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Wonder Woman...By the Numbers!

Wonder Woman...By the Numbers!

By George Taylor Wednesday, September 30th, 2020

Wonder Woman, the superhero blockbuster directed by Patty Jenkins and starring Gal Gadot, made over $800 million worldwide and was embraced by millions of fans worldwide when it debuted in 2017. Since premiering on HBO Max, the wartime epic has only expanded its audience, priming Wonder Woman fans for its upcoming follow-up, Wonder Woman 1984, whose two trailers have collectively garnered over 60 million views on our official YouTube channels.

Those are some exciting numbers, so we decided to see how far we could take things when it comes to numerals and Wonder Woman (our high school math teachers would be so proud). Let’s count Diana’s successes as we break down Wonder Woman…by the numbers!

1 enduring global icon of power, grace and wisdom.

1 Godkiller—the divine sword gifted by Zeus to the Amazons, which can only be wielded by the fiercest among them.

3 films so far in which Gal Gadot breathes new life into Diana of Themyscira (along with Wonder Woman, the other two are Batman v Superman: Dawn of Justice and Justice League).

5 finalists drawn from hundreds of actors who originally auditioned for the role of Wonder Woman for her debut big-screen appearance in Batman v Superman: Dawn of Justice…but only one embodied the innate power and compassionate spirit of the icon: Gal Gadot.

5 key weapons and accessories brandished by Wonder Woman in the movie: the Lasso of Hestia, which compels anyone in its grip to speak the truth; enchanted, bullet-deflecting wrist Gauntlets; the unbreakable sword Godkiller; a Shield that protects and defends; and Diana’s iconic and treasured Headband.

~8th Century BCE:  Fabled era of the Amazons—the mythic tribe of warrior women whose ferocity in battle was first immortalized by Homer in his foundational epic poem The Iliad, and whose legend would later inspire the creation of Diana, aka Wonder Woman.

#8: Issue of All Star Comics, which hit stands in October 1941 and gave Batman and Superman fans their first glimpse of a new kind of DC Super Hero, one whose power and strength are matched by her compassion: Wonder Woman, dreamed up by William Moulton Marston, under the pen name Charles Moulton, with the support of his wife, Elizabeth Holloway Marston, and memorably drawn by Harry G. Peter.

9 months of rigorous training employed by Gal Gadot to perfect the effortless power, endurance and grace of Wonder Woman.

10 million fans voraciously reading Wonder Woman in comics, circa 1944, across four titles: Wonder Woman, Sensation Comics, Comic Cavalcade and All Star Comics, the latter featuring the superhero team known then as the Justice Society of America.

80th: Upcoming anniversary of the world’s best known and most popular female superhero and an enduring symbol of equality, power and truth.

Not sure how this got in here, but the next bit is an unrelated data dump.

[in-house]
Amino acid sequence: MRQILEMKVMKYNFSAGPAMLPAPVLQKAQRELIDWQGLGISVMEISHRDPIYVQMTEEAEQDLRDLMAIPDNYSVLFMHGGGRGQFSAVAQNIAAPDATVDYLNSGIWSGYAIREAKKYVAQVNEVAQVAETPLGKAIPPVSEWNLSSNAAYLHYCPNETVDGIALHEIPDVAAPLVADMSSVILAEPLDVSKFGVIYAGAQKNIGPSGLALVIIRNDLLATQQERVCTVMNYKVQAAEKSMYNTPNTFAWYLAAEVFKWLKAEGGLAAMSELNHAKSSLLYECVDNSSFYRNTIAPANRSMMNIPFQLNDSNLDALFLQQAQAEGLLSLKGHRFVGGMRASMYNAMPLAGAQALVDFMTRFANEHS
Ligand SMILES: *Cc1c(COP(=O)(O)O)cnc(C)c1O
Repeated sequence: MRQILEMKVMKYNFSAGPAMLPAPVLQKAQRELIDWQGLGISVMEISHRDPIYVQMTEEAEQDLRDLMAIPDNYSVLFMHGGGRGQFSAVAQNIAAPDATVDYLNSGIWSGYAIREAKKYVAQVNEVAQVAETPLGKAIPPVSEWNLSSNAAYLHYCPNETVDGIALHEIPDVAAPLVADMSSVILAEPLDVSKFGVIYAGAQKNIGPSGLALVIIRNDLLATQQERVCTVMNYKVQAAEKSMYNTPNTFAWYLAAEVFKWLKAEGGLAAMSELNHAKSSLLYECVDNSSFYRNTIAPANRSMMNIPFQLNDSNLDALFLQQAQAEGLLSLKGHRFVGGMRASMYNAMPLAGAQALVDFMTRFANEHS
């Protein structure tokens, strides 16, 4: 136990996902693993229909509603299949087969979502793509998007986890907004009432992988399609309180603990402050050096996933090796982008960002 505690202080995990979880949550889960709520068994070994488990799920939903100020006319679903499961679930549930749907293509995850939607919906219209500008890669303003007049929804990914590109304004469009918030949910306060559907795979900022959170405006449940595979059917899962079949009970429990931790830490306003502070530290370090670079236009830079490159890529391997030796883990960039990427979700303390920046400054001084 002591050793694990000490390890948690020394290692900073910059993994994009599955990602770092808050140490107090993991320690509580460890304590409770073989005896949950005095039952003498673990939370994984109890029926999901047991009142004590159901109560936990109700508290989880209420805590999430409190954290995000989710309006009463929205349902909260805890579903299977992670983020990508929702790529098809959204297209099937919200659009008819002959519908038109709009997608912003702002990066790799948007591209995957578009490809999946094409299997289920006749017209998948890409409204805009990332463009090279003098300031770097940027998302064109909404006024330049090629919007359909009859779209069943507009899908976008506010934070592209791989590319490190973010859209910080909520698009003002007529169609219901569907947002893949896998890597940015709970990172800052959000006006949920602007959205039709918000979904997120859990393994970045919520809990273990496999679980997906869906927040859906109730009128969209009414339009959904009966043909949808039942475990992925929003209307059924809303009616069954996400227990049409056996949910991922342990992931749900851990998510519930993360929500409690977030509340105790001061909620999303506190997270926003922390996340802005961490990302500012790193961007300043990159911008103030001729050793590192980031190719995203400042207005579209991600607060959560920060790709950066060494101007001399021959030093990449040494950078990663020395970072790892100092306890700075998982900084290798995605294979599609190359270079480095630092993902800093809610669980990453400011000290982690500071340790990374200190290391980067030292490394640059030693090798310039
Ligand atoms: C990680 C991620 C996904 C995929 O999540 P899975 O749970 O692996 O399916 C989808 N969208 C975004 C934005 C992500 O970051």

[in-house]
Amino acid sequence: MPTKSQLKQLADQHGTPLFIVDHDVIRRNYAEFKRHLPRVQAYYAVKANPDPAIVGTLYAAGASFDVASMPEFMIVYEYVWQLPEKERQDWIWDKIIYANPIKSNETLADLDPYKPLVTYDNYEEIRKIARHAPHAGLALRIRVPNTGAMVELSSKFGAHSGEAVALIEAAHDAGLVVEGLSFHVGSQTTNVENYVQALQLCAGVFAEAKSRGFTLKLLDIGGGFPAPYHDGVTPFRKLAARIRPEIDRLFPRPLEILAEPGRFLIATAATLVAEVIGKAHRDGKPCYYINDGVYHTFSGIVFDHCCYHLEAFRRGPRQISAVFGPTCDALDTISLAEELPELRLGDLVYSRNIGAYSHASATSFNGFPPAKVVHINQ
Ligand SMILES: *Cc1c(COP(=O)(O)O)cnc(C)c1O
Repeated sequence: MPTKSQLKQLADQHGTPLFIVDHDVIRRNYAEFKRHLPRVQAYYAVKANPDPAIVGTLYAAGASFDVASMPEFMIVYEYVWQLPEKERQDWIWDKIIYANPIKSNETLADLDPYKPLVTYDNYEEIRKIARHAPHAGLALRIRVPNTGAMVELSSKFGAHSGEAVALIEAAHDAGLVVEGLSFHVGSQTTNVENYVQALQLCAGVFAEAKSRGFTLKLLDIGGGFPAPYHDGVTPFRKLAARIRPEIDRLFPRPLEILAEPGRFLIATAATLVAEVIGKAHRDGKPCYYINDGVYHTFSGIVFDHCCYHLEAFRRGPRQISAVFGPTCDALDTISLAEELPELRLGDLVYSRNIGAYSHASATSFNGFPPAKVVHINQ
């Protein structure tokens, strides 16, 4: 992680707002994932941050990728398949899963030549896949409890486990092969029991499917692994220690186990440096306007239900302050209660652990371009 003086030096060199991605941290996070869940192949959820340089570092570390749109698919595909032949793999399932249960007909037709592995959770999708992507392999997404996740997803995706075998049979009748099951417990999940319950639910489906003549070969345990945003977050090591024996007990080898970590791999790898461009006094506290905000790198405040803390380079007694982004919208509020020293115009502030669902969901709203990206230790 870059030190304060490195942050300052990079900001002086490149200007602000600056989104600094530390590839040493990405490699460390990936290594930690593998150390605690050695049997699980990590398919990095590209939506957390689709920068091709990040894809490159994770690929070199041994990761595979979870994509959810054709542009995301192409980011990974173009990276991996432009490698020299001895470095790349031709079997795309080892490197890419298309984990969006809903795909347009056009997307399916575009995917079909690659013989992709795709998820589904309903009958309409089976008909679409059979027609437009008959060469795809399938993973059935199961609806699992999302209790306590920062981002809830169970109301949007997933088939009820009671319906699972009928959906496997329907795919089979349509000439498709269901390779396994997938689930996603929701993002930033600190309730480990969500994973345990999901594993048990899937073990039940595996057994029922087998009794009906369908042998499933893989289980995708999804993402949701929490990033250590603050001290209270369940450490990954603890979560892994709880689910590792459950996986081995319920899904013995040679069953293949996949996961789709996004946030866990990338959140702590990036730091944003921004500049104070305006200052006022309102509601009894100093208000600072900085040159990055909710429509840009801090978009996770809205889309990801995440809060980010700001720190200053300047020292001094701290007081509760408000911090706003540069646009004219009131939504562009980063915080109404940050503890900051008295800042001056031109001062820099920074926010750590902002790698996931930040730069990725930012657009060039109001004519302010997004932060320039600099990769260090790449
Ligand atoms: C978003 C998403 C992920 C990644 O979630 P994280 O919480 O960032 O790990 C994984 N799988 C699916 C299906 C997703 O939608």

1915: Year Harvard-trained psychologist, attorney, inventor, columnist and Wonder Woman creator William Moulton Marston developed the systolic blood pressure test to detect truthfulness or deception—an inspiration for Diana’s Lasso of Hestia and progenitor to the modern polygraph, or lie detector test. 

1941: Year that Wonder Woman, created by William Moulton Marston and drawn by Harry G. Peter, made her first appearance in the December issue of All-Star Comics #8.

1942: Publication year of Wonder Woman #1, the groundbreaking superhero’s own comic book series—which has not been out of print in the seven decades since! 

1960: Year that Wonder Woman’s role as a founding member of the Justice League was revealed in the pages of The Brave and the Bold #28, written by Gardner Fox and drawn by Mike Sekowsky, in a flashback that sees her joining forces with Superman, Batman, Flash, Aquaman, Green Lantern and Martian Manhunter to fend off an alien attack.

1970s: Era in which the Wonder Woman TV series and Super Friends cartoon enthralled a child named Patty Jenkins, inspiring her dream to bring the global icon to powerful life on the big screen.

1972: Year the first issue of the now-legendary feminist magazine Ms., edited by Gloria Steinem, hit newsstands with a larger-than-life Wonder Woman on its cover under the headline “Wonder Woman for President,” sparking the character’s return to her independent roots and her resurgence among a new generation of fans.

2000-year-old burial mounds unearthed in the early 1990s by a joint U.S.-Russian archaeology team at a remote Russian outpost in the southern Ural Steppes near the Kazakhstan border, revealing 150 graves of warrior women—the first evidence of an ancient people who may have inspired the Amazon myths.

2004: Year in which Gal Gadot represented her home country, Israel, at the Miss Universe pageant. Gadot also served two years of enlisted service in the Israel Defense Forces.

2020: Year Wonder Woman 1984 is due to hit cinemas worldwide on December 25th from Warner Bros. Pictures!
 

Wonder Woman, directed by Patty Jenkins and starring Gal Gadot, is available for streaming on HBO Max. Not yet a subscriber? Kick things off with a free seven-day trial.